Android devices dominate the consumer smartphone market, but the OS is still playing catch-up in the enterprise.
While Android-powered mobiles — in all their variations — account for around two-thirds of all smartphones bought by consumers, in the enterprise the iPhone is still the smartphone of choice.
Part of the reason behind this split is that consumers often want to buy low-to-midrange devices — a segment that Android caters to well, and iOS doesn't cater to at all — whereas the enterprise tends to buy high-end devices. This is coupled with organisations' concerns about Android app security.
But with the rise of the trend for bring your own device (BYOD) it's workers, not CIOs, making the decisions about what handsets to use — which means that Android usage in business is likely to rise.
According to recent research from IDC, while the iPhone is the top company-owned smartphone, Android devices used in companies are most likely to be bought to work by staff. IDC calculated that during 2012, 87.7 million Android devices would be shipped to businesses and 15.1 million to individuals who would take their devices to work.
A real contender
And when asked 'Are Android smartphones a real option for business users?' the ZDNet-TechRepublic CIO Jury responded yes with a margin of 10 to two, suggesting that as long as a few IT department caveats are dealt with, Android could be a real rival to iOS and BlackBerry devices in the enterprise.
Thanks to BYOD, the increased use of Android devices in the enterprise is inevitable, according to Kevin Leypoldt, IS director at Structural Integrity Associates. "It's already a real option. As the Android operating system continues to evolve as a solid contender in the mobile space, it's only going to become more popular and used in business because of its growing popularity from an end-user perspective," he said.
"Current experience is proving that for IT business needs Android devices are a strong choice" — Michael Woodford, USANA Health Sciences
And Michael Woodford, executive director of IT technical services USANA Health Sciences, said his organisation's experience of Android in the workplace has been "very positive".
"The majority of our Android users only use their devices for email, calendaring, online reporting. However, we have had the best success with our technical staff using Android devices for network management, systems control and monitoring, and remote access."
He added: "It would be beneficial to reduce the number of versions of Android and to have some better quality control for apps. However, current experience is proving that for IT business needs Android devices are a strong choice."
Many of the CIOs polled said Android devices are suitable for enterprise usage so long as security and management issues are tackled.
Jerry Justice, IT director with SS&G Financial Services, said Android is now enterprise ready "if you take an appropriate security approach, and you want to leverage BYOD".
Alan Bawden, commercial director at The JM Group, said Android devices are an option "as long as you have a strong mobile device management system in place to control the security on the phones with particular focus on the applications that can run on the phone and what data they can access".
But Delano Gordon, CIO at Roofing Supply Group, said from a hardware point of view the durability of the devices "is still in question" and added: "At some point the enterprise is going to have to resolve the BYOD debate with investment and security. Until then, it’s an uphill battle in the enterprise."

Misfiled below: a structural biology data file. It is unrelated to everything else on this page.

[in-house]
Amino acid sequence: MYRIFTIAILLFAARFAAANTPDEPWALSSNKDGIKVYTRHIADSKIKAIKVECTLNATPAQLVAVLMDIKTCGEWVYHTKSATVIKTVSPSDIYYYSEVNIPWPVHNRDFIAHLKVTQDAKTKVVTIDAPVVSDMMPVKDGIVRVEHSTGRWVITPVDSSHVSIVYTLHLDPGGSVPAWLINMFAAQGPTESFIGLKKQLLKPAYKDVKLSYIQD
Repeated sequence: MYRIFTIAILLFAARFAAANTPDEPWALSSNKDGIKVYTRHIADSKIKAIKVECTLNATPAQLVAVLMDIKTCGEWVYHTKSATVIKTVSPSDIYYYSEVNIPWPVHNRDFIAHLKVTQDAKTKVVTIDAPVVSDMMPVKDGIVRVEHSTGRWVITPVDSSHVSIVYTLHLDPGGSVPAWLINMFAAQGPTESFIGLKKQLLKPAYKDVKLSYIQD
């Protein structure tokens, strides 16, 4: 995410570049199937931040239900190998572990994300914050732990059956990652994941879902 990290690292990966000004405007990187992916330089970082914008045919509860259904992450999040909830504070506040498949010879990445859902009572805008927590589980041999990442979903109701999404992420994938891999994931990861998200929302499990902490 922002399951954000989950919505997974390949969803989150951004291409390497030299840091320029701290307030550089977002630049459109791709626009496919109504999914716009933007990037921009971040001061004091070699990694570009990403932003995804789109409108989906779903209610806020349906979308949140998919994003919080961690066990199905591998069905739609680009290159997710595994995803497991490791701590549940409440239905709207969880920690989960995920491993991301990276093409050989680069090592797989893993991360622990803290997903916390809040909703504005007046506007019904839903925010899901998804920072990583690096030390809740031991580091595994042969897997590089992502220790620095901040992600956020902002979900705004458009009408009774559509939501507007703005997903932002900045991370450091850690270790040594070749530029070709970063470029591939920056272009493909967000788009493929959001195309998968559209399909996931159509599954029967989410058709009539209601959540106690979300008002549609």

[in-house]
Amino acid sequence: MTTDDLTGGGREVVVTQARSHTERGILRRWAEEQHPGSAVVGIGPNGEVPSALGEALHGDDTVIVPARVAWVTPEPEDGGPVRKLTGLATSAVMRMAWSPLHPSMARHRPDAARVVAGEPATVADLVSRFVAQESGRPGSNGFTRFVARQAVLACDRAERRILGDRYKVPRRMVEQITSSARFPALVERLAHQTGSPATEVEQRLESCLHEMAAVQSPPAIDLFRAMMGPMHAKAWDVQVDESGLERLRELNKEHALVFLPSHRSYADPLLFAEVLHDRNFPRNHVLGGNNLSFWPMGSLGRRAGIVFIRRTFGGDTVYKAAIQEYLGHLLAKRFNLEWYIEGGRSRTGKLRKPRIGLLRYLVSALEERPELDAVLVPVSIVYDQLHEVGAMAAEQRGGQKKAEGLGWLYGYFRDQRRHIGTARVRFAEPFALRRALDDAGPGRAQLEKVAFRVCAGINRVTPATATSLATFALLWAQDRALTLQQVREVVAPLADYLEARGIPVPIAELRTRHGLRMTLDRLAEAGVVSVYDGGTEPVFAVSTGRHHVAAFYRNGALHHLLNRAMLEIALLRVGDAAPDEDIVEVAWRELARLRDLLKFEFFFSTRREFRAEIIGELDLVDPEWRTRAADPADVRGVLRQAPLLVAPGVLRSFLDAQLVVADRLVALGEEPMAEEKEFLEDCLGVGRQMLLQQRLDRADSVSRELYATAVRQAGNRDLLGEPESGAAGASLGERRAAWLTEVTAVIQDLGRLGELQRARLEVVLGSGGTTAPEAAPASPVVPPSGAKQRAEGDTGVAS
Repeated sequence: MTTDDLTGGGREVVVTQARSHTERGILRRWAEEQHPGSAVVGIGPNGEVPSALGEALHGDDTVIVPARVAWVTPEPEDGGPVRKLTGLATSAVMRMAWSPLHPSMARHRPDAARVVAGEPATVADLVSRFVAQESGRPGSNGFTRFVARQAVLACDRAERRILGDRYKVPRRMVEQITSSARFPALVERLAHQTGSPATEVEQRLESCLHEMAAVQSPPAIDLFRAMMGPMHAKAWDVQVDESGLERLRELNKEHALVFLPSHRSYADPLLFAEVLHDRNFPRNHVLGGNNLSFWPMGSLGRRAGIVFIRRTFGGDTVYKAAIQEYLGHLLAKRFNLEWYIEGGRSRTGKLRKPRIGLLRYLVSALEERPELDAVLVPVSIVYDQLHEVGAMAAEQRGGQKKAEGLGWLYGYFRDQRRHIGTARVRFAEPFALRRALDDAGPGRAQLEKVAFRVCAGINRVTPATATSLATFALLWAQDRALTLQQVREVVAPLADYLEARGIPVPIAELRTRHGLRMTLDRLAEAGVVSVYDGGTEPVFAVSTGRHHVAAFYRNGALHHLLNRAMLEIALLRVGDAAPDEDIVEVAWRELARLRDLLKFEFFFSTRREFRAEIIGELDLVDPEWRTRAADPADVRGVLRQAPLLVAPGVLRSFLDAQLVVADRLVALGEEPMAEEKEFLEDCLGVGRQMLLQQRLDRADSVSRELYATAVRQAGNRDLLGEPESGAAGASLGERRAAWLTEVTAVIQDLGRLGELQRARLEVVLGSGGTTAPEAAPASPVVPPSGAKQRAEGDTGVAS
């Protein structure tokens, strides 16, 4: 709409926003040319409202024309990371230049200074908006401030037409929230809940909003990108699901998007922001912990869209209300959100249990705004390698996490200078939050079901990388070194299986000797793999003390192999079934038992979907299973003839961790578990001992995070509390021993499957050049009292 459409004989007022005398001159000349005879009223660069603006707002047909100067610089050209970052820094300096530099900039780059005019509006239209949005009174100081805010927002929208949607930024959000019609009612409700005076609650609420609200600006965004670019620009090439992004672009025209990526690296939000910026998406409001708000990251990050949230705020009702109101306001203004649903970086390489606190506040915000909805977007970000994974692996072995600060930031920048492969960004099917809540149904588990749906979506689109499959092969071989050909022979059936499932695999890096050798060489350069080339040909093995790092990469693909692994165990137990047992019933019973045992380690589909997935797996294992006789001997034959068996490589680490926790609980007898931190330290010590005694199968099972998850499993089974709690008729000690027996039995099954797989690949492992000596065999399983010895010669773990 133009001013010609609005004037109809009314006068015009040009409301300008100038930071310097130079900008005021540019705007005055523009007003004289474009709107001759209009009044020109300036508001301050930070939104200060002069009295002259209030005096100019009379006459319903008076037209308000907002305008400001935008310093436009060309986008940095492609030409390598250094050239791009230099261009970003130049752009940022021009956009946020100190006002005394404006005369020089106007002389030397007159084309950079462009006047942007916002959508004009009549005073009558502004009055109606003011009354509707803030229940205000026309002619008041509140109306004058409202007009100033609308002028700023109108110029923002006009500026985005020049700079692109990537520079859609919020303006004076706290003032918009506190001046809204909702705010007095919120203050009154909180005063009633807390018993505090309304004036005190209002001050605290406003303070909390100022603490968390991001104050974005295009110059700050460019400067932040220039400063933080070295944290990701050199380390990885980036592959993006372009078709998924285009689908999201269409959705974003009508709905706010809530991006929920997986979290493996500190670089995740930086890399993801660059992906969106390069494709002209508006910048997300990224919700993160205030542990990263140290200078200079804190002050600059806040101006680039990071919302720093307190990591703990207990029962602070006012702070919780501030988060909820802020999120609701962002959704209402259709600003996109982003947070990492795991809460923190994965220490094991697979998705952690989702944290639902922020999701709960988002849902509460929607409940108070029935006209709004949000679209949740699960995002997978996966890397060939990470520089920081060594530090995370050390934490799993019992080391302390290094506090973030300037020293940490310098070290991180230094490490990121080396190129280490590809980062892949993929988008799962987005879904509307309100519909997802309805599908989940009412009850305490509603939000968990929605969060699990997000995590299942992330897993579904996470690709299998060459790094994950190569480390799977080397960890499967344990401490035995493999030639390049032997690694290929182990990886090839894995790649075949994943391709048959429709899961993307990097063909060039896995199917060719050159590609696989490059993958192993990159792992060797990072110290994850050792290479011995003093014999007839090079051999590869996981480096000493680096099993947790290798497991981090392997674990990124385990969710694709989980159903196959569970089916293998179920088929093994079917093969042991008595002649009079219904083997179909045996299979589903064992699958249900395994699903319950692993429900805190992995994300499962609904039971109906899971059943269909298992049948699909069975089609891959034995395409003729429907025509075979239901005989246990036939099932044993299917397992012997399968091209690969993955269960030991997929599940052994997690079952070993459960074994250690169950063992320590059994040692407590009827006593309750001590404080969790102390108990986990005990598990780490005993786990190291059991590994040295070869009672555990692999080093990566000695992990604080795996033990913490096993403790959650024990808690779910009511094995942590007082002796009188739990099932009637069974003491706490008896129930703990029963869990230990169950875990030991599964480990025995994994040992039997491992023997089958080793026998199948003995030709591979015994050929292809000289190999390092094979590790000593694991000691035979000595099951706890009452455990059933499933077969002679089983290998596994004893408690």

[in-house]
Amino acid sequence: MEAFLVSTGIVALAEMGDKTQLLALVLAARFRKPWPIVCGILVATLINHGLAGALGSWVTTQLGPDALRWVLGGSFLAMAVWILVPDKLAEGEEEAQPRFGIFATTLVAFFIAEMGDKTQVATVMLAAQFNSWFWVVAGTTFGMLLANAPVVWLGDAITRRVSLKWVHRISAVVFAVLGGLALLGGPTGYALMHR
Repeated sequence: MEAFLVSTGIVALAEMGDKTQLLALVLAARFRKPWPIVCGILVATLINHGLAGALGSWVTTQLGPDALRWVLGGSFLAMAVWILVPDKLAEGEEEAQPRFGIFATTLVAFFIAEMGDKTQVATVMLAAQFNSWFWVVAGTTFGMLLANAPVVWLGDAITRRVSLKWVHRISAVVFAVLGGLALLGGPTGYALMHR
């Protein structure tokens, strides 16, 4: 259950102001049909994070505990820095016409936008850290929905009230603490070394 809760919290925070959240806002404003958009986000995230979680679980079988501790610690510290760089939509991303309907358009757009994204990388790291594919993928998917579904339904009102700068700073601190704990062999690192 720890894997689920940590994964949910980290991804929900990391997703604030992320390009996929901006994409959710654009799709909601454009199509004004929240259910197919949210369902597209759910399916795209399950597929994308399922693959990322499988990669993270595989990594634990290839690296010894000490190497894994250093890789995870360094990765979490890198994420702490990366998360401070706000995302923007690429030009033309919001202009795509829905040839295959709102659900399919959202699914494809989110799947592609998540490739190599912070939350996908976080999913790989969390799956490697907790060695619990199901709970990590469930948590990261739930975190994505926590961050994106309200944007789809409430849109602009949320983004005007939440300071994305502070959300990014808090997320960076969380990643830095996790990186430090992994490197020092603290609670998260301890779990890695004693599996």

Mike Roberts, IT director at The London Clinic, added Android is suitable for business use provided there are effective apps covering business functionality and security.
"Android phones are just more complex to use and if you aren't a technically savvy person, then you're out of luck" — Matthew Metcalfe, Northwest Exterminating
However, not all tech leaders on the panel are convinced the security problem has been cracked: Shaun Beighle, CIO at the International Republican Institute, said "the security, or lack thereof, is simply too much of an issue to overlook".
And Matthew Metcalfe, director of information systems at Northwest Exterminating, said that Android, compared to Apple, has some better technical hooks for the enterprise — but the difficulty of use compared to Apple iOS devices prevents its wider adoption.
"Our user base consists of both devices, and the Androids leverage the smartphone capabilities less than the iOS devices. In other words, they are used more as traditional phones. They are just more complex to use and if you aren't a technically savvy person, then you're out of luck. Windows [Phone] 8 devices have an open window to grab market share."
This week's CIO Jury was:
- Jerry Justice, IT director, SS&G Financial Services
- Delano Gordon, CIO, Roofing Supply Group
- Kelly Bodway VP of IT, Universal Lighting Technologies
- Andrew Clarke, group IT director, Arcadia
- Alan Bawden, commercial director, The JM Group
- Richard Storey, head of IT, Guy's and St Thomas' NHS Foundation Trust
- Madhushan Gokool, IT manager, Storm Models
- Mike Roberts, IT director, The London Clinic
- Michael Woodford, executive director of IT technical services, USANA Health Sciences
- John Gracyalny, VP of IT, SafeAmerica Credit Union
- Shaun Beighle, CIO, the International Republican Institute
- Kevin Leypoldt, IS director, Structural Integrity Associates
Want to be part of the CIO Jury and have your say on the hot issues for IT decision-makers? If you are a CIO, CTO, IT director or equivalent at a large or small company, working in the private sector or in government, and you want to join CIO Jury pool, or you know an IT chief who should, then get in contact. Either click the Contact link below or email me, steve dot ranger at techrepublic dot com, and send your name, title, company, location, and email address.